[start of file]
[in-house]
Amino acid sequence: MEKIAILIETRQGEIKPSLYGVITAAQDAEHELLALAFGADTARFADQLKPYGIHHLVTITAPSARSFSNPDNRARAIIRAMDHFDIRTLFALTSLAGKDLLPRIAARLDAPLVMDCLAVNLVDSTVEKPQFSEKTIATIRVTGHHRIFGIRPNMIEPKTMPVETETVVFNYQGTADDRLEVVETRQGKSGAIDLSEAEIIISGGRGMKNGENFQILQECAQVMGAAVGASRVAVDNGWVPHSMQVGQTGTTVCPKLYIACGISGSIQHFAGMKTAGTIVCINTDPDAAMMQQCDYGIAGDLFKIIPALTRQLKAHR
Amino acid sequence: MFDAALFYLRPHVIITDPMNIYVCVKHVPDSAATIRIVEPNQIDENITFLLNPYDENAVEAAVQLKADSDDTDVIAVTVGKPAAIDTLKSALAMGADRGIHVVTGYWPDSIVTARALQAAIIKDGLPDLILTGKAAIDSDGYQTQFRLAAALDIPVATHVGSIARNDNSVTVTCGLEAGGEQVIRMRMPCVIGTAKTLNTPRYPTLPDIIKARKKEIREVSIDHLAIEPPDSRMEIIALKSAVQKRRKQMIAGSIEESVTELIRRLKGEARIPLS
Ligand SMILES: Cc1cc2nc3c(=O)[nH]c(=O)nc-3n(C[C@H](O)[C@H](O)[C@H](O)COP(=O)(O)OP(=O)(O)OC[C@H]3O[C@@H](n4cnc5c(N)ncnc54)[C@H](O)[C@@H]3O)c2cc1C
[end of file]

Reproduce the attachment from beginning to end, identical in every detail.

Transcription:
[in-house]
Amino acid sequence: MEKIAILIETRQGEIKPSLYGVITAAQDAEHELLALAFGADTARFADQLKPYGIHHLVTITAPSARSFSNPDNRARAIIRAMDHFDIRTLFALTSLAGKDLLPRIAARLDAPLVMDCLAVNLVDSTVEKPQFSEKTIATIRVTGHHRIFGIRPNMIEPKTMPVETETVVFNYQGTADDRLEVVETRQGKSGAIDLSEAEIIISGGRGMKNGENFQILQECAQVMGAAVGASRVAVDNGWVPHSMQVGQTGTTVCPKLYIACGISGSIQHFAGMKTAGTIVCINTDPDAAMMQQCDYGIAGDLFKIIPALTRQLKAHR
Amino acid sequence: MFDAALFYLRPHVIITDPMNIYVCVKHVPDSAATIRIVEPNQIDENITFLLNPYDENAVEAAVQLKADSDDTDVIAVTVGKPAAIDTLKSALAMGADRGIHVVTGYWPDSIVTARALQAAIIKDGLPDLILTGKAAIDSDGYQTQFRLAAALDIPVATHVGSIARNDNSVTVTCGLEAGGEQVIRMRMPCVIGTAKTLNTPRYPTLPDIIKARKKEIREVSIDHLAIEPPDSRMEIIALKSAVQKRRKQMIAGSIEESVTELIRRLKGEARIPLS
Ligand SMILES: Cc1cc2nc3c(=O)[nH]c(=O)nc-3n(C[C@H](O)[C@H](O)[C@H](O)COP(=O)(O)OP(=O)(O)OC[C@H]3O[C@@H](n4cnc5c(N)ncnc54)[C@H](O)[C@@H]3O)c2cc1C